How to Change the Rear Brakes on a Chrysler Sebringby ContributorUpdated November 07, 2017
Items you will need
Wire or small bungee cord
How to Change the Rear Brakes on a Chrysler Sebring. Brake pads are an important part of your Chrysler Sebring's braking system. They are the replaceable friction pads that pinch the brake disc or drum when the brakes are applied. You should replace the brake pads before they wear beyond a 1/4 inch, or risk damaging your Sebring's brake discs.
Remove the Rear Brake Pads
Park your car on a level surface. Set the parking brake. Place blocks in front of the front tires so the car does not move while you are working on it.
Open the hood of your car. Locate the master cylinder and remove about two thirds of the brake fluid. A turkey baster is a good tool for this.
Raise the rear end of your car with your car jack. Remove the rear tire or wheel assembly.
Remove the caliper guide and lock pins. Slide the caliper off of the disc brake and suspend it near the disc brake with a small bungee cord or coat hanger. Suspend the caliper housing so that you do not damage the brake hose.
Take the brake pads, spring clip and shims out of the caliper.
Hand tighten the wheel lug nuts to the wheel studs to keep the rotor from moving while you work on the caliper.
Install Rear Brake Pads
Place a large C-clamp over the body of the brake caliper. Place the clamp ends against the rear of the caliper body and the outboard pad or a wood block placed against the caliper piston. Tighten the clamp until the piston is completely compressed into the caliper bore. Remove the clamp and the old pad or wood block.
Replace the caliper on the rotor. If you pivoted the caliper instead of removing it, pivot the caliper down to its original position.
Use high temperature silicone lubricant to lubricate the caliper guide and lock pins. Replace them in the caliper. Tighten the guide and locking pins to 32 foot pounds (43 Nm).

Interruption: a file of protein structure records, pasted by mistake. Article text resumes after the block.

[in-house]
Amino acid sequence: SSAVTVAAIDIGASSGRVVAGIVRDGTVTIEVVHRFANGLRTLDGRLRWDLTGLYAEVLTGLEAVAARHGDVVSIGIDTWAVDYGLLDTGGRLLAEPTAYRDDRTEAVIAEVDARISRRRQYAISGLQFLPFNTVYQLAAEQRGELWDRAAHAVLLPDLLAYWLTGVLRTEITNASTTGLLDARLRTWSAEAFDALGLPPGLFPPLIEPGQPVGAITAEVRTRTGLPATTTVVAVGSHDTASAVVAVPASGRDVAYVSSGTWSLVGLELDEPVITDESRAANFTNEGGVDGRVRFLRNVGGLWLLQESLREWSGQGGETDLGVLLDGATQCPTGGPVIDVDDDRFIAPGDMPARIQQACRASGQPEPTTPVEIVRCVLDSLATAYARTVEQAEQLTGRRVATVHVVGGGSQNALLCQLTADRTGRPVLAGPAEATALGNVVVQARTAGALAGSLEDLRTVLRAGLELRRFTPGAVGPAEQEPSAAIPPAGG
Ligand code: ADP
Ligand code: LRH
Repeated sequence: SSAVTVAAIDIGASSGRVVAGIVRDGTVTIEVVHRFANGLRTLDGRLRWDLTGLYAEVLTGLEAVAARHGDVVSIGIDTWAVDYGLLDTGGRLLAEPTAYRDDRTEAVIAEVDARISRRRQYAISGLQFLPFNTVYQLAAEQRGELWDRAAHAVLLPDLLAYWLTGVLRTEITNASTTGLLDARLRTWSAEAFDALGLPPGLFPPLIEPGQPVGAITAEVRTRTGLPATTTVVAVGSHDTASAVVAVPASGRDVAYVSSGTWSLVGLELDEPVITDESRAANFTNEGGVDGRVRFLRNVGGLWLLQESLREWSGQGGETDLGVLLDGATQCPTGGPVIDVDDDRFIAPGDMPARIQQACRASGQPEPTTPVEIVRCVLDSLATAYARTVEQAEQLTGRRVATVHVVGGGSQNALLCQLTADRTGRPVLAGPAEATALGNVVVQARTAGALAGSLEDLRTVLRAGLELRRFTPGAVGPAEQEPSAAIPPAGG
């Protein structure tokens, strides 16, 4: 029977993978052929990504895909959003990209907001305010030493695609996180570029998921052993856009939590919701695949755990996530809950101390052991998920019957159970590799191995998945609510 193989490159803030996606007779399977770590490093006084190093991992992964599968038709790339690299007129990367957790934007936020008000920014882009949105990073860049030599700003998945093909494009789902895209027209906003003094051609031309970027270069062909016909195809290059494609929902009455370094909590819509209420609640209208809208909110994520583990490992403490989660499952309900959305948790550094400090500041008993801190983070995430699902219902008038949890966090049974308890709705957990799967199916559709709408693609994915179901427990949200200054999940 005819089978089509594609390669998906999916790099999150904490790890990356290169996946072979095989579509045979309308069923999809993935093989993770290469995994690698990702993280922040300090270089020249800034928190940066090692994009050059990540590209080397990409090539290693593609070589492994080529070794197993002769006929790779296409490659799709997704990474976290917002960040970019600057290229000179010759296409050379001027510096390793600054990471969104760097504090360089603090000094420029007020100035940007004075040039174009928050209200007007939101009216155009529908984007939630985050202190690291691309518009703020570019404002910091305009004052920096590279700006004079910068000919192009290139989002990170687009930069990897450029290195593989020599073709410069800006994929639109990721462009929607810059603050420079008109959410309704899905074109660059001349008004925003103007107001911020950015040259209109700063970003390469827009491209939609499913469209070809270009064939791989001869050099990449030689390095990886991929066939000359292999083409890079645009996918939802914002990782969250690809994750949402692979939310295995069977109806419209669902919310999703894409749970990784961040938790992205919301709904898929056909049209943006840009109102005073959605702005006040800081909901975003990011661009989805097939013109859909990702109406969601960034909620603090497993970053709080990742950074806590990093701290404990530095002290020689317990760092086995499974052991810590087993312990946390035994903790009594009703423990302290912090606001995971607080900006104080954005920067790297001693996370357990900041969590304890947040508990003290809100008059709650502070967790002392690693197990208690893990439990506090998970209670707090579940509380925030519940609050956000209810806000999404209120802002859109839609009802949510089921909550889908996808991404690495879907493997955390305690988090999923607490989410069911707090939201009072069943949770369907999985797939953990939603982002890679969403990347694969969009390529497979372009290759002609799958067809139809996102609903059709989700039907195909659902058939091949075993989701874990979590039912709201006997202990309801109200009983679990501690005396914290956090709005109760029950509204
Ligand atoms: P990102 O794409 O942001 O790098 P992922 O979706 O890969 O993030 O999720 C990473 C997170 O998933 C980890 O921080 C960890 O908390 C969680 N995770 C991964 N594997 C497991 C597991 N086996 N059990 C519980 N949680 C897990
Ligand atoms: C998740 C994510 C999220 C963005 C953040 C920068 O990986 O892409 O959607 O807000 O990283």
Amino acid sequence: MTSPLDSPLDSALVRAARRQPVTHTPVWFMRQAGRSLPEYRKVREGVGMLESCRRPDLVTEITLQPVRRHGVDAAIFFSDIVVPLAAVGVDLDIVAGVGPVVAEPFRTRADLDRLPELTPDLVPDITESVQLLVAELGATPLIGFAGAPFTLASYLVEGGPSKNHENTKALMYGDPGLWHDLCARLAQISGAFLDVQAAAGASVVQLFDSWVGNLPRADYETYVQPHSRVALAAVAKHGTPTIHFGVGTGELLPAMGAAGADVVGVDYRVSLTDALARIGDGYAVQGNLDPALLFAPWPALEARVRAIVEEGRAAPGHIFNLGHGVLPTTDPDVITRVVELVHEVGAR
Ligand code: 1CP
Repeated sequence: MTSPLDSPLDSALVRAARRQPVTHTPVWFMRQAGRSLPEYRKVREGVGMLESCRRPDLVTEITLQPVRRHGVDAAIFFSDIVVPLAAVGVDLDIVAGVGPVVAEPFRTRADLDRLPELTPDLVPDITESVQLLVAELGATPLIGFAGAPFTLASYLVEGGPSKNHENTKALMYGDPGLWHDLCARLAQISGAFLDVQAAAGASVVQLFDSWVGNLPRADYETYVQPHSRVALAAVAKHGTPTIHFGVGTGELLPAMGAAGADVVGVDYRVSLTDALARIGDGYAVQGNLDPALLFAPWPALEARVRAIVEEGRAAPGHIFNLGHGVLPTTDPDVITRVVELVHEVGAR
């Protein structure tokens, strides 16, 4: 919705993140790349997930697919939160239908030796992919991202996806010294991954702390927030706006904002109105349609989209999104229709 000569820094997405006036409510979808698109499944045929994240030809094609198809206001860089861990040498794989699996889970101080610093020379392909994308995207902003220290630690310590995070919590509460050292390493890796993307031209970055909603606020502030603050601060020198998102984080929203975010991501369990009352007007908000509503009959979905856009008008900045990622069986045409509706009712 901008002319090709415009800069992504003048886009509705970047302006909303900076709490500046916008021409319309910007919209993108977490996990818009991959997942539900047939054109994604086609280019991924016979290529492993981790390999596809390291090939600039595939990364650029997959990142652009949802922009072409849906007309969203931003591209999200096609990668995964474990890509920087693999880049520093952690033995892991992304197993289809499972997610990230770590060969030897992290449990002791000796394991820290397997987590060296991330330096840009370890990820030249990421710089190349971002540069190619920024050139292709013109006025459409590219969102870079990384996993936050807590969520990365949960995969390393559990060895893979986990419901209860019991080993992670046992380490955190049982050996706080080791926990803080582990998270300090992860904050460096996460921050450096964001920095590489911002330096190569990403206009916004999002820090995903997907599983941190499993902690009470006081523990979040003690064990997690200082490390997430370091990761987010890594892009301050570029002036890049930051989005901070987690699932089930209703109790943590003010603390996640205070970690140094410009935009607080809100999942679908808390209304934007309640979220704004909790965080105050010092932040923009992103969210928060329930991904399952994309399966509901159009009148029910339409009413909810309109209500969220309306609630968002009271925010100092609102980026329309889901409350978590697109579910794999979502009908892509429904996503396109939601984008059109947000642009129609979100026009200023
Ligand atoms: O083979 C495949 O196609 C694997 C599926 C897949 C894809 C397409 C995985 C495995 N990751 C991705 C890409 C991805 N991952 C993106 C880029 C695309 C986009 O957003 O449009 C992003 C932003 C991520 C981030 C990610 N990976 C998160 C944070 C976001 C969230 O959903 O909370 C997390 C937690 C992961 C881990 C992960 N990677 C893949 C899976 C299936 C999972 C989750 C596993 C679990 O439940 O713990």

Replace the wheel assembly (tire). Lower the car to the ground. Press the brake pedal two thirds of its travel distance and release. Wait 15 seconds and depress the pedal the same distance. This seats the brake pads. Do this several times before trying to move your car.
Check the brake fluid level in the master cylinder container. Add fluid to the container as needed. Reconnect the negative battery cable.
Depending on the model, the caliper can be pivoted up by leaving the upper pin in place.
Brake fluid is an eye irritant and is hazardous if swallowed. Keep it away from your eyes. Always wash your hands thoroughly after you have been handling brake fluid. If brake fluid comes in contact with your eyes, promptly flush your eyes with clean, running water for at least 15 minutes. If your eyes are still irritated after you rinse them or if you ingest any brake fluid, get medical assistance immediately. The dust and dirt on the brake parts may contain asbestos fibers. Breathing in large amounts of asbestos fibers is hazardous to your health. Be extra careful when you are working with used brake parts. Don't use anything that cases friction or use compressed air when cleaning brake parts to avoid spreading dust and fibers. To clean brake parts, dampen them with water and wipe them with a clean, damp cloth. Throw away any cleaning cloths and debris in a sealed, impermeable container. Always follow Occupational Safety and Health Administration (OSHA) and Environmental Protection Agency (EPA) procedures when you are handling or throwing away anything that may contain asbestos fibers.